The question of what length of time is necessary to collect statistically reliable vehicle classification data is an important issue when manpower is limited. Varying local conditions may necessitate more classification data be collected at some locations than others. The use of short-term counts could produce significant savings. Supplementing manual counts with automatic classification equipment could reduce data collection costs and improve accuracy.
The objectives of this study were to review literature to determine the capabilities of automatic classification equipment and to analyze toll road data in Kentucky to determine if short time periods may be used to represent the annual distribution of vehicle types.
Automatic classification equipment has been evaluated by others and there are systems available that can classify vehicles according to number of axles and wheelbase. Emphasis is being placed on the development of a more reliable and permanent axle counter by several companies.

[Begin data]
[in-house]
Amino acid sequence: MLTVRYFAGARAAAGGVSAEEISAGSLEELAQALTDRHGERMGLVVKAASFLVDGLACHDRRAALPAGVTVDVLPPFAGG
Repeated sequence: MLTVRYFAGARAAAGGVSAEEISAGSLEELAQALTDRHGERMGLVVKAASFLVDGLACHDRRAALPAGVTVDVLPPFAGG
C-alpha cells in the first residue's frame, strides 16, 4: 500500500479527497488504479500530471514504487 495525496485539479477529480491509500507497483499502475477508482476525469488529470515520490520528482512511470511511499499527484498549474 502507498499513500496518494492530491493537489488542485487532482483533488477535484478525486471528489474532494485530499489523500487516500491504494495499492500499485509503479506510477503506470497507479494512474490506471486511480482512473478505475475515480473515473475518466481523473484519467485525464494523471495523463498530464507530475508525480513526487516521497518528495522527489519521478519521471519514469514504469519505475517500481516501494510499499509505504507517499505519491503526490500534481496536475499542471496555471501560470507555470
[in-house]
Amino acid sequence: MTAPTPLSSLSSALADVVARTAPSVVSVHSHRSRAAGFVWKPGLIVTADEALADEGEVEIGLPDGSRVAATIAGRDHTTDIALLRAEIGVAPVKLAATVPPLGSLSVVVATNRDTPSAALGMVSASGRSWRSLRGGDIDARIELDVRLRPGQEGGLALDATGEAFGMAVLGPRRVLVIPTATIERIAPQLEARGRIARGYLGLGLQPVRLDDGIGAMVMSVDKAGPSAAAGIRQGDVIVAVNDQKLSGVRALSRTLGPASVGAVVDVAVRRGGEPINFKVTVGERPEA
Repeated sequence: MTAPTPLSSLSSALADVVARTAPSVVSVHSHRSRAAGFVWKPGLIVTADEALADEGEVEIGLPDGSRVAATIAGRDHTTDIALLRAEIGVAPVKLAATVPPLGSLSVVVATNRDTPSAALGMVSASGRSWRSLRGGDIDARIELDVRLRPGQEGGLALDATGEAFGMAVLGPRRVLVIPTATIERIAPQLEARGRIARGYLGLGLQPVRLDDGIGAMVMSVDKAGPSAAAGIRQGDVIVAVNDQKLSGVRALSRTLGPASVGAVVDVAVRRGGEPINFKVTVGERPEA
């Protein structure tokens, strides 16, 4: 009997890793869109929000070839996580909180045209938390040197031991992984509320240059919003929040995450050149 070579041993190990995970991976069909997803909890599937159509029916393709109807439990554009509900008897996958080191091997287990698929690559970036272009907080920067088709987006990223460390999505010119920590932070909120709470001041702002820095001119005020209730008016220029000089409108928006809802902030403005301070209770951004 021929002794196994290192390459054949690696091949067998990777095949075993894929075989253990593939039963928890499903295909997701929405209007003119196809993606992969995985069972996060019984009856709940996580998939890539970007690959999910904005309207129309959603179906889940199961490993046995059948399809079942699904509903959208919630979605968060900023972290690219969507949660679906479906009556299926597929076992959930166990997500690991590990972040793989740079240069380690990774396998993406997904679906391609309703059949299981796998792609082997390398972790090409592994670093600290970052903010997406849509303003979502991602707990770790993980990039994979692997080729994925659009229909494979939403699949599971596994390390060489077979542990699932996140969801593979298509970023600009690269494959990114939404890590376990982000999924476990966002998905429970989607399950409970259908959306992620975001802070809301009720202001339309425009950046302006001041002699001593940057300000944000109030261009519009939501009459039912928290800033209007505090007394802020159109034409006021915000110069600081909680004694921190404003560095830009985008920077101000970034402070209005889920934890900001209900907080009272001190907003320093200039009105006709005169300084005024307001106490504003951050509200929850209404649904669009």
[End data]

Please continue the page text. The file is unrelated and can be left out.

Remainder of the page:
Results from the analysis of vehicle classification data at two parkway toll stations indicate that specific 8-hour periods within the year are representative of the annual distribution of vehicle types. It was recommended that data collection efforts be concentrated on weekdays between 7:00 a.m. and 11:00 p.m. during all seasons of the year. Limitations were noted because the analysis included data from only two toll stations.
Digital Object Identifier
Pigman, Jerry G., "Sampling Techniques for the Collection of Vehicle Classification Data" (1985). Kentucky Transportation Center Research Report. 950.